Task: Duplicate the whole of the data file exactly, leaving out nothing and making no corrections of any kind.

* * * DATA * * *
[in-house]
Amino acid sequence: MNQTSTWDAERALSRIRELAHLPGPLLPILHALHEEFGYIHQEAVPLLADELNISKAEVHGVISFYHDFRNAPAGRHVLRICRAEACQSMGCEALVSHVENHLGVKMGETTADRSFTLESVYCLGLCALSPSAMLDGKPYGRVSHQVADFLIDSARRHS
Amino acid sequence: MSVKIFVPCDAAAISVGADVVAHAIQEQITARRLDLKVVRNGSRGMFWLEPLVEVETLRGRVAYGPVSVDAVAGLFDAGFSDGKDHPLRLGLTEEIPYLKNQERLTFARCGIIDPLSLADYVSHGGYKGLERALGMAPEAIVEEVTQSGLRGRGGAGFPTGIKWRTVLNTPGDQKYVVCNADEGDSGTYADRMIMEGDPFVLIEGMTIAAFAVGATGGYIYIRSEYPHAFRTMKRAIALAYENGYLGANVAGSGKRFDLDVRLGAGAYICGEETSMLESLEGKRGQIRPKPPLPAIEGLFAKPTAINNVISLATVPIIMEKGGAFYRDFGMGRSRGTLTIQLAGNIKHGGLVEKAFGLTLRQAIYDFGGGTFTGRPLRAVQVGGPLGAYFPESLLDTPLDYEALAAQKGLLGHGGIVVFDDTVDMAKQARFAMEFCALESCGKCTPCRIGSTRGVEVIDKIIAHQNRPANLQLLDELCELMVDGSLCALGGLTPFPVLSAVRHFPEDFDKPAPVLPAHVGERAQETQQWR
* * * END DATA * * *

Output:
[in-house]
Amino acid sequence: MNQTSTWDAERALSRIRELAHLPGPLLPILHALHEEFGYIHQEAVPLLADELNISKAEVHGVISFYHDFRNAPAGRHVLRICRAEACQSMGCEALVSHVENHLGVKMGETTADRSFTLESVYCLGLCALSPSAMLDGKPYGRVSHQVADFLIDSARRHS
Amino acid sequence: MSVKIFVPCDAAAISVGADVVAHAIQEQITARRLDLKVVRNGSRGMFWLEPLVEVETLRGRVAYGPVSVDAVAGLFDAGFSDGKDHPLRLGLTEEIPYLKNQERLTFARCGIIDPLSLADYVSHGGYKGLERALGMAPEAIVEEVTQSGLRGRGGAGFPTGIKWRTVLNTPGDQKYVVCNADEGDSGTYADRMIMEGDPFVLIEGMTIAAFAVGATGGYIYIRSEYPHAFRTMKRAIALAYENGYLGANVAGSGKRFDLDVRLGAGAYICGEETSMLESLEGKRGQIRPKPPLPAIEGLFAKPTAINNVISLATVPIIMEKGGAFYRDFGMGRSRGTLTIQLAGNIKHGGLVEKAFGLTLRQAIYDFGGGTFTGRPLRAVQVGGPLGAYFPESLLDTPLDYEALAAQKGLLGHGGIVVFDDTVDMAKQARFAMEFCALESCGKCTPCRIGSTRGVEVIDKIIAHQNRPANLQLLDELCELMVDGSLCALGGLTPFPVLSAVRHFPEDFDKPAPVLPAHVGERAQETQQWR